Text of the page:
Movie Review: The Adjustment Bureau

Starring: Matt Damon, Emily Blunt, John Slattery
Directed By: George Nolfi
Written By: George Nolfi, from the story by Philip K. Dick
Universal Pictures, 2011
PG-13; 106 minutes
3 stars (out of 5)


I wanted to see this in the theater when it came out but never got the chance. That's okay. It's not some big spectacle movie that benefits from a big screen.

The story is solid, thanks to Philip K. Dick's "The Adjustment Team." The directing is textbook, which is to say it isn't bad and isn't particularly memorable, either. Some of the dialogue, particularly toward the end, is a bit of a groaner. It takes a special kind of actor (Damon) to deliver such lines evenly and sincerely.

In short, The Adjustment Bureau is the story of politician David Norris, played by Damon, whose destiny is to be great . . . Except he has a run-in with a ballerina (Blunt) that throws him off course. And her, too, by default. Meanwhile, the whole "plan" is maintained by pseudo-angelic businessmen in natty suits and hats (which I suppose are stand-ins for halos), including Slattery. When Norris accidentally gets a glimpse inside the mechanism that maps his existence, he becomes determined to change his fate. It seems he can be a great politician or get the girl but not both.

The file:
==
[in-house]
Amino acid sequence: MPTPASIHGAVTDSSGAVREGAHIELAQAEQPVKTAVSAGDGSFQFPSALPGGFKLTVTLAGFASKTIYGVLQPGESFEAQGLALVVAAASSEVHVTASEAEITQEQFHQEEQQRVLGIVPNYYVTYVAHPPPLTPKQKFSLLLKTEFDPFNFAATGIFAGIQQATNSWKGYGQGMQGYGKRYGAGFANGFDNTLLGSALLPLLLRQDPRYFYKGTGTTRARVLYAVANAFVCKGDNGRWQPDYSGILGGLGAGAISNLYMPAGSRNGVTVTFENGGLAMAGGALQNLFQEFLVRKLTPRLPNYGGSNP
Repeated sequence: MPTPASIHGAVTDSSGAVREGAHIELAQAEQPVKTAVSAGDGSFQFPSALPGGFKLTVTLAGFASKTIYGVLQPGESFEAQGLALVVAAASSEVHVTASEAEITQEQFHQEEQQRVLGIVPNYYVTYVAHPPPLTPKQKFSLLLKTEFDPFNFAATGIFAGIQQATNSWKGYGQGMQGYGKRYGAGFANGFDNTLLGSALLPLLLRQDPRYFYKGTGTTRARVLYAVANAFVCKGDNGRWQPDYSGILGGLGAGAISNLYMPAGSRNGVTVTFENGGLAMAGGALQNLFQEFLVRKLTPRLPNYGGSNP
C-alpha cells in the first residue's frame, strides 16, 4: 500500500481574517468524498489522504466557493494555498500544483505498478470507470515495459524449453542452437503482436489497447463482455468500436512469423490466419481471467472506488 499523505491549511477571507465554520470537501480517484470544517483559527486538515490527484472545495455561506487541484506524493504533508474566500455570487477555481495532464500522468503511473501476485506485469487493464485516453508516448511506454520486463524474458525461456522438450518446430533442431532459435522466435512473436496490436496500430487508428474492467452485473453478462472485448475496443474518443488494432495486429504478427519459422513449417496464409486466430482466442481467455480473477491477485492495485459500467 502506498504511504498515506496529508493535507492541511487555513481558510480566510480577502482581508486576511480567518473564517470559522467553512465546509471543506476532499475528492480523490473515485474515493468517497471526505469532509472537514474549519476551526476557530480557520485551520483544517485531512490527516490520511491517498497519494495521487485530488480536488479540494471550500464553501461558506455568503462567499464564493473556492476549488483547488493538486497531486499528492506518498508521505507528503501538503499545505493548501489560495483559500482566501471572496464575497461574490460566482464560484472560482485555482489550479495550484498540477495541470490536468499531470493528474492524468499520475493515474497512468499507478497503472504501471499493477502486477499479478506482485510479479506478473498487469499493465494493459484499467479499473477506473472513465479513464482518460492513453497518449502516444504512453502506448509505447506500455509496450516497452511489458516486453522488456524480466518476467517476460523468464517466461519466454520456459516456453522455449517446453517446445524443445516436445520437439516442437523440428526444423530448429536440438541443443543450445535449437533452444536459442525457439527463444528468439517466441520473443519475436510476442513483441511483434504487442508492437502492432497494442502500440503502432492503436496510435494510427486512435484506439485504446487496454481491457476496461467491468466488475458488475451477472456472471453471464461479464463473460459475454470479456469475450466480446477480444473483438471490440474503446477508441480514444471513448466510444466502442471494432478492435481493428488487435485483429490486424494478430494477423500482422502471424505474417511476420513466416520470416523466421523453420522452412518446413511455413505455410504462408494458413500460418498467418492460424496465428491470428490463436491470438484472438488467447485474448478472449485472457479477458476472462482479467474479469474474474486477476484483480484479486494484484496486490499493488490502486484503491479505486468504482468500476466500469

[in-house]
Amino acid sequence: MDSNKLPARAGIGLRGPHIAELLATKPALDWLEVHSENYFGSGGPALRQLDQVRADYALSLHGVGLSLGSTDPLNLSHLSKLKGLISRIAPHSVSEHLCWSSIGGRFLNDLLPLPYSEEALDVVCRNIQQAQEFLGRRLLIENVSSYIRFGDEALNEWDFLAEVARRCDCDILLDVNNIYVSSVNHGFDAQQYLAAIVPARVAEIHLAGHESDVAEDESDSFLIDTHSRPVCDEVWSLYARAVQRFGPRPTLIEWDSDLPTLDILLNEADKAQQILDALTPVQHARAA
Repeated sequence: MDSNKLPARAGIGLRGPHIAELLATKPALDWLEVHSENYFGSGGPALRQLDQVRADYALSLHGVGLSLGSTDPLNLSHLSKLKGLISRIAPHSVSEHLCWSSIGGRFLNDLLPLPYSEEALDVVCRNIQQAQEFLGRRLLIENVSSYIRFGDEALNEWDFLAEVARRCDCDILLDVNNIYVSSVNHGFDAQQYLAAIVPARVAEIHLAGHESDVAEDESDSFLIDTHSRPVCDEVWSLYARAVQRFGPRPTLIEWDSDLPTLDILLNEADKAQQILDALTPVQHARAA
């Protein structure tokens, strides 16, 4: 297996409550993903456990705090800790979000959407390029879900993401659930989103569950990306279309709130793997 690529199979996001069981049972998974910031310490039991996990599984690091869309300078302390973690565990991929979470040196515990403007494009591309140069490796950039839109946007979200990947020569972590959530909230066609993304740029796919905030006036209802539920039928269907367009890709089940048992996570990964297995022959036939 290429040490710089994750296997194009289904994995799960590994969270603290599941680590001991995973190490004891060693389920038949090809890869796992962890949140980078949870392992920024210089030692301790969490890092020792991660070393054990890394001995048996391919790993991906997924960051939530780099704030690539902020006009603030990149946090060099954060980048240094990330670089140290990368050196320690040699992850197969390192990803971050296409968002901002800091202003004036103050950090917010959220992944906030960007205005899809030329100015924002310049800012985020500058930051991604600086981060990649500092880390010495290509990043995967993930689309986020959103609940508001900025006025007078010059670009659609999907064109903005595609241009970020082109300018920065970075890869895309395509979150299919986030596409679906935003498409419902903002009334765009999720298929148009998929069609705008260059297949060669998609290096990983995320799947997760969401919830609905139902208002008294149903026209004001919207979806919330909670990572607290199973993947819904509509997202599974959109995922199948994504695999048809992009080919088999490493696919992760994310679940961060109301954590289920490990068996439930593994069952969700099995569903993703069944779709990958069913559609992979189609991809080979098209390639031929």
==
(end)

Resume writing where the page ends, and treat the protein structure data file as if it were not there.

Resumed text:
Of course, the movie is designed to be a discussion piece. Free will? Preordained destiny? But The Adjustment Bureau is almost too sweet-tempered to foster any dialogue. There's nothing in it to get fired up about. Which is a shame, because with a little more punch, it would have been a great movie instead of just a good one.

Guess it wasn't meant to be.

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